Before you Apply
Before beginning the application process, please review the following general eligibility guidelines and grant requirements.
So what are the humanities?
The humanities involve the exploration of the human experience by helping people study, tell, interpret, analyze, and document human history and culture—ancient, modern, and everything in-between.
The founding legislation of the National Endowment for the Humanities offers an expansive definition of the humanities: “The term ‘humanities’ includes, but is not limited to, the study of the following: language, both modern and classical; linguistics; literature; history; jurisprudence; philosophy; archaeology; comparative religion; ethics; the history, criticism and theory of the arts; those aspects of social sciences which have humanistic content and employ humanistic methods; and the study and application of the humanities to the human environment with particular attention to reflecting our diverse heritage, traditions, and history and to the relevance of the humanities to the current conditions of national life.”
Is my organization eligible?
Any Florida organization constituted for nonprofit purposes may apply for funding. It is not necessary that organizations be incorporated or have tax-exempt status. Proof of nonprofit status will be required of all approved applicants.
Examples of eligible organizations include libraries, historical societies, museums, local arts and humanities councils, civic and service organizations, public radio and television stations, educational institutions, local government agencies, and ad hoc groups. Academic institutions that submit applications are strongly encouraged to collaborate with community groups.
Applicants may not have a currently open Florida Humanities Council grant.
Individuals may not apply for funding at this time.
What types of projects are eligible for funding?
The grants projects that we fund must be designed for and open to a general public audience. Typically all programs are free of charge, however modest fees that do not present a barrier to participation will be considered.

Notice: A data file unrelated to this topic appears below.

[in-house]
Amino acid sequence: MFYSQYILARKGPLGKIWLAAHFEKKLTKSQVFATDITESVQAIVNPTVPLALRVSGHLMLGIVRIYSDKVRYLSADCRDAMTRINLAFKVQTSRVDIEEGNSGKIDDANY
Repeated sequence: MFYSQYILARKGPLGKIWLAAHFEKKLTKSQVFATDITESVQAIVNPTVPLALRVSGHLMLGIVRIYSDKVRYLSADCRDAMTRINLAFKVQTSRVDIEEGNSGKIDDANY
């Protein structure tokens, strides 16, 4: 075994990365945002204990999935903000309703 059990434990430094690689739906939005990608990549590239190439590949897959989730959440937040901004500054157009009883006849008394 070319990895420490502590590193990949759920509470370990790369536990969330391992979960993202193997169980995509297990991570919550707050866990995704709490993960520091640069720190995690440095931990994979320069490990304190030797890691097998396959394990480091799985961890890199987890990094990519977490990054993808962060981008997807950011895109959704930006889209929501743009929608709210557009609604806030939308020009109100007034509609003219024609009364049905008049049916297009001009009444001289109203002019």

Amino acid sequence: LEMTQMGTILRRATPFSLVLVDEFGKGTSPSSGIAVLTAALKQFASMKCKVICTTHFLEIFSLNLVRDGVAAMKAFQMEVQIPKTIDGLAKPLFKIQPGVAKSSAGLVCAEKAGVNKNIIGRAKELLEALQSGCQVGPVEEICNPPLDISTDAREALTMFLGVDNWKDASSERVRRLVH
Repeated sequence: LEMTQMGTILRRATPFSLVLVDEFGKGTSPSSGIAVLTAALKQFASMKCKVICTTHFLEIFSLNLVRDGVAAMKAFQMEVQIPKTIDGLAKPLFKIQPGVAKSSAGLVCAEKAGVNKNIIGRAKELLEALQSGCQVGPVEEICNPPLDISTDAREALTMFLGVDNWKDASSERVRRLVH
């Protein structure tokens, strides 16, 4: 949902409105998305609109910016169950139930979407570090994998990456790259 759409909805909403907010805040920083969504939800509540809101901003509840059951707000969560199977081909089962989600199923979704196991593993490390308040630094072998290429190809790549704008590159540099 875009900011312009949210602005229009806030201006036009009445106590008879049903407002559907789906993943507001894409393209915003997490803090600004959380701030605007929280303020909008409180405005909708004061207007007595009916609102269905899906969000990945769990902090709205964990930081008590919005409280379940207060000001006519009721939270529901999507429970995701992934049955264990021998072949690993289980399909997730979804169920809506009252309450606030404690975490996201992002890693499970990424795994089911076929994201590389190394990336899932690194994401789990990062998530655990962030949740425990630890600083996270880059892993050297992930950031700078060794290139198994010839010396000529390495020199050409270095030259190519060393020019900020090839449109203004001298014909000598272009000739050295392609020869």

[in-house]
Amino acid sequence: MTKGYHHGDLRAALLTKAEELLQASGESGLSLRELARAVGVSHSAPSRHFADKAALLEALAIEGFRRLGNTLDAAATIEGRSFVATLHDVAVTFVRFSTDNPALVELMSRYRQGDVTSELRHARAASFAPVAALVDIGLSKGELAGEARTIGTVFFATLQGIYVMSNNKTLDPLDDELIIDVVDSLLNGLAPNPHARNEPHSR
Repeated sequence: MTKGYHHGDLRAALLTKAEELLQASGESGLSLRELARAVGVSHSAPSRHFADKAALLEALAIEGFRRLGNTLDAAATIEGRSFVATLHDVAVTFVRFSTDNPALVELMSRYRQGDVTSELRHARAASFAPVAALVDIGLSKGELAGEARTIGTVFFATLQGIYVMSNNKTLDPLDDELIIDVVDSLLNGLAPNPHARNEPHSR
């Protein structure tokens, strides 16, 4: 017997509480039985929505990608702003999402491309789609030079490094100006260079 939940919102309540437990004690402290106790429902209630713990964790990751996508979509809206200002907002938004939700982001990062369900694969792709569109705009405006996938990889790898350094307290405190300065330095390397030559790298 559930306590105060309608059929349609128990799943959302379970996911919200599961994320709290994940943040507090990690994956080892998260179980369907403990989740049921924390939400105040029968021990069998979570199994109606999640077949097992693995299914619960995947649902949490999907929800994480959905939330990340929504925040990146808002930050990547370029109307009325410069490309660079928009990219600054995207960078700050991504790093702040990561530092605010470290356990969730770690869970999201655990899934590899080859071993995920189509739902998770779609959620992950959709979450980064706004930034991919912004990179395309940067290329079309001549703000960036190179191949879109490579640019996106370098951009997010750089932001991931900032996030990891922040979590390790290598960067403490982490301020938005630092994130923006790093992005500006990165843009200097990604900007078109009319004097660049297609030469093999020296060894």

Project formats vary, and multiple formats may be combined in one proposal. Recently funded projects have included: lecture series and panel discussions; interpretive exhibits; walking tours, maps and brochures; oral history projects; book and film discussions; and civic engagement forums or town meetings that encourage public debate and discussion. To complement and extend the reach of public programming, some grants have supported the development of print and/or electronic resources such as reading lists, recordings of scholar presentations, classroom resources, and technology projects.
What types of expenses and activities are NOT funded?
How are grants reviewed?
All proposals are reviewed by our staff and members of our board of directors. Notification of funding decisions is made in writing by the date specified. Unfortunately, we always receive more applications than we can fund. Approved projects may receive full or partial funding, are awarded on a competitive basis, and are dependent on the availability of federal funds from the National Endowment for the Humanities. If you do not receive funding, you may request copies of the evaluators’ comments.
Is help available with the application process?
If you are uncertain about any phase of the application process, please contact us. We are happy to provide guidance via phone about completing an application, determining eligibility, discussing project ideas, addressing budgetary questions, and troubleshooting technical difficulties with electronic forms. Staff comments and suggestions are based solely on prior experience with grant-review sessions that have included board members. Adherence to staff suggestions does not guarantee approval.